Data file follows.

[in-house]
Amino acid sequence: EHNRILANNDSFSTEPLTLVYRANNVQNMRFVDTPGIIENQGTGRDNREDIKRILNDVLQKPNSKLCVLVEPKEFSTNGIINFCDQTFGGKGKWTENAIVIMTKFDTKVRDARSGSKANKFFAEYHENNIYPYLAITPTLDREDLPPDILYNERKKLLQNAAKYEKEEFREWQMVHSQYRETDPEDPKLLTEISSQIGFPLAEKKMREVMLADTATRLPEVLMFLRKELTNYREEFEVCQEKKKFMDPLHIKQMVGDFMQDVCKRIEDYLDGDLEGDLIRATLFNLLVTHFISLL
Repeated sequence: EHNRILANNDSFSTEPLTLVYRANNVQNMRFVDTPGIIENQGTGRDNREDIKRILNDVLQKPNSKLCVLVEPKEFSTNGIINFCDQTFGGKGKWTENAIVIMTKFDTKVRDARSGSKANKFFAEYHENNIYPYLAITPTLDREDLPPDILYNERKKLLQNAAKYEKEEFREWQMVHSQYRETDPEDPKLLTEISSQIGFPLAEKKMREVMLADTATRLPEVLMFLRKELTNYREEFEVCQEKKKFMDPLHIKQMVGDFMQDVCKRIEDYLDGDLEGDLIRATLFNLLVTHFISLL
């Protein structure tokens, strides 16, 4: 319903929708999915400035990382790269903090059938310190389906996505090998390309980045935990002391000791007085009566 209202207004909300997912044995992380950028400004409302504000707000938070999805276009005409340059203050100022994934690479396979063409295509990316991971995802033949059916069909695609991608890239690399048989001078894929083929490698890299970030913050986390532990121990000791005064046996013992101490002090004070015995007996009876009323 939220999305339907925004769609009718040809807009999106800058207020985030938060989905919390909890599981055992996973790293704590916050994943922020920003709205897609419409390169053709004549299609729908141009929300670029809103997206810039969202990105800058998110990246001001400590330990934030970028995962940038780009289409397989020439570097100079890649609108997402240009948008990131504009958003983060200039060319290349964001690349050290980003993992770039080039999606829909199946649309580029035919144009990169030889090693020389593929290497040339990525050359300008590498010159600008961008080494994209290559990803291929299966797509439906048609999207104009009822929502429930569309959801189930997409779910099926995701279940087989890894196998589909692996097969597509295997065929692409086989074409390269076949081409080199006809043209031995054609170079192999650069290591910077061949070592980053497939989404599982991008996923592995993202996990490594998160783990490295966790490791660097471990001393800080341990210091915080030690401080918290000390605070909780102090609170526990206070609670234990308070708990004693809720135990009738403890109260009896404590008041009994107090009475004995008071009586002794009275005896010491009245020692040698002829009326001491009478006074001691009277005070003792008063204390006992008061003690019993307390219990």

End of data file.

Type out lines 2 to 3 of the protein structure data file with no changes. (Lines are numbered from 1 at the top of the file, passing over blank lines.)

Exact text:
Amino acid sequence: EHNRILANNDSFSTEPLTLVYRANNVQNMRFVDTPGIIENQGTGRDNREDIKRILNDVLQKPNSKLCVLVEPKEFSTNGIINFCDQTFGGKGKWTENAIVIMTKFDTKVRDARSGSKANKFFAEYHENNIYPYLAITPTLDREDLPPDILYNERKKLLQNAAKYEKEEFREWQMVHSQYRETDPEDPKLLTEISSQIGFPLAEKKMREVMLADTATRLPEVLMFLRKELTNYREEFEVCQEKKKFMDPLHIKQMVGDFMQDVCKRIEDYLDGDLEGDLIRATLFNLLVTHFISLL
Repeated sequence: EHNRILANNDSFSTEPLTLVYRANNVQNMRFVDTPGIIENQGTGRDNREDIKRILNDVLQKPNSKLCVLVEPKEFSTNGIINFCDQTFGGKGKWTENAIVIMTKFDTKVRDARSGSKANKFFAEYHENNIYPYLAITPTLDREDLPPDILYNERKKLLQNAAKYEKEEFREWQMVHSQYRETDPEDPKLLTEISSQIGFPLAEKKMREVMLADTATRLPEVLMFLRKELTNYREEFEVCQEKKKFMDPLHIKQMVGDFMQDVCKRIEDYLDGDLEGDLIRATLFNLLVTHFISLL